15. Work backwards from Step 9 and it is clear sailing from there. When reconnecting the wiring cables, pull the string to pull the connectors out from the radiator. Be sure to route cables so they are not exposed to the fan. Make sure the right cable goes to the right connector.
16. Prepare the oil dipstick tube by inserting the vent hose onto the branch muzzle on the dip stick tube. The vent hose does not use a locking ring and simply inserts onto the nozzle. When reinstalling the dip stick, you must make sure that the one connector that is attached to the wiring box (all others are cables exiting the wiring box) is disconnected to allow you access to reconnect the upper end of the vent hose to the bottom of the CCV. Insert the hose connector onto the CCV nozzle until it clicks.
When I was done, there were no parts lying around (a good sign). I fired the car up, she purred like always and no CEL lights were lit. A short drive confirmed that I didn’t screw anything up. I don’t notice any difference in the way she runs but there was nothing wrong before the change. Hopefully, I won’t be blowing the black smoke that I had last winter. Hopes this helps someone who does this job on an M54.
Last edited by jamesdc4; 07-10-2011 at 09:06 PM.
Jason5driver posted 02pilot's thread on his observations on the M54 CCV replacement. Great thread.
Observations from CCV replacement on M54
Edit: I see that 02pilot already put a link to one of his posts (in that same thread) in post #4 below.
Last edited by jamesdc4; 11-08-2009 at 12:38 PM.
Thanks for taking the time!
Good write-up. The connection on that upper hose (the return line to the distribution rail on the intake manifold) is a pain. As I noted here: http://forums.bimmerforums.com/forum...6&postcount=20 I believe the twist-lock is to facilitate removal, not installation, and installation is achieved by press-fitting as with the other connections. Modification as you did may make things easier, though it is not strictly necessary.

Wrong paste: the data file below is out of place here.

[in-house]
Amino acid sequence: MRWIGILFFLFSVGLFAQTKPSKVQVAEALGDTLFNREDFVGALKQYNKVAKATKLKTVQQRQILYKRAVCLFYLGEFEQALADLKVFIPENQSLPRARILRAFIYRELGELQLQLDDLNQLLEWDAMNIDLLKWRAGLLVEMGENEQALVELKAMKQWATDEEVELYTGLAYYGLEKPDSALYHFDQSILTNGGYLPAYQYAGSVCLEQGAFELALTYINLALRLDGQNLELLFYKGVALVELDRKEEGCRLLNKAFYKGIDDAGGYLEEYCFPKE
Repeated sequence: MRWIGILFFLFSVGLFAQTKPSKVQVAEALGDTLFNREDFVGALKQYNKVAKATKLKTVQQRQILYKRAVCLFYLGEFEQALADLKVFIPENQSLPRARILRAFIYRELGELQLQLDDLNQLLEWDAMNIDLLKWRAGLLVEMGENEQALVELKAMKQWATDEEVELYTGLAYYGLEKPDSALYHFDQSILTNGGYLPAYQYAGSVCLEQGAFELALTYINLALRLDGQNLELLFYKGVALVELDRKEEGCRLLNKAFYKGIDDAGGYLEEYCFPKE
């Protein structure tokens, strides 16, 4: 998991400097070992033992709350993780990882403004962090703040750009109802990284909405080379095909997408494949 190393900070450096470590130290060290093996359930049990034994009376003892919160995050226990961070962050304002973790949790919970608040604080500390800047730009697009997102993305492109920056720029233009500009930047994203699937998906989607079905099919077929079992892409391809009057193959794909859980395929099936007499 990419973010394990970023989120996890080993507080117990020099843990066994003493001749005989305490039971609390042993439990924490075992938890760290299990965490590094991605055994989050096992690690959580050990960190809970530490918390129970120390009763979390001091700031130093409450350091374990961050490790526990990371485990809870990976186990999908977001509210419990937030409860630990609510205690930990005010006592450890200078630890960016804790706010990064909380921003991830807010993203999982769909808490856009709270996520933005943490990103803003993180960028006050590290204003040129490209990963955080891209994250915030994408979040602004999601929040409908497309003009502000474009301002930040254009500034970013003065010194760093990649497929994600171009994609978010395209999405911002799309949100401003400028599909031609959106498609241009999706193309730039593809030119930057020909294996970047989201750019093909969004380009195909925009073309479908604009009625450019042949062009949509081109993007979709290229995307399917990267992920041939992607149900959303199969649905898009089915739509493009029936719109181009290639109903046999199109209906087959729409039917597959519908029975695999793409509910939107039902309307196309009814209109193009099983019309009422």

I'm currently just getting started on this job and see what a pain the upper hose is going to be.
Edit: Job is now completed...
At first I thought, why can't you just install the upper hose onto the CCV regulator PRIOR to installation? Once I tried to remove said hose I quickly find out that it is routed between the intake duct and manifold. The upper hose must be fished into place from the top. I was able to connect the fitting by squeezing my hand in from the front by pulling the wire harness and switch off the rubber mount. Granted it WAS NOT EASY, but still clicked into place just as the other connections do. I also found by installing the lower bolt on the CCV regulator a couple threads to hold the CCV in place helped a lot. This allowed the CCV to wiggle enough to align the upper hose fitting and push it into place. After the upper hose was attached I installed the upper screw on the CCV and tightened them down. Once the regulator was being held firmly in place I was able to install the remaining hoses with relative ease.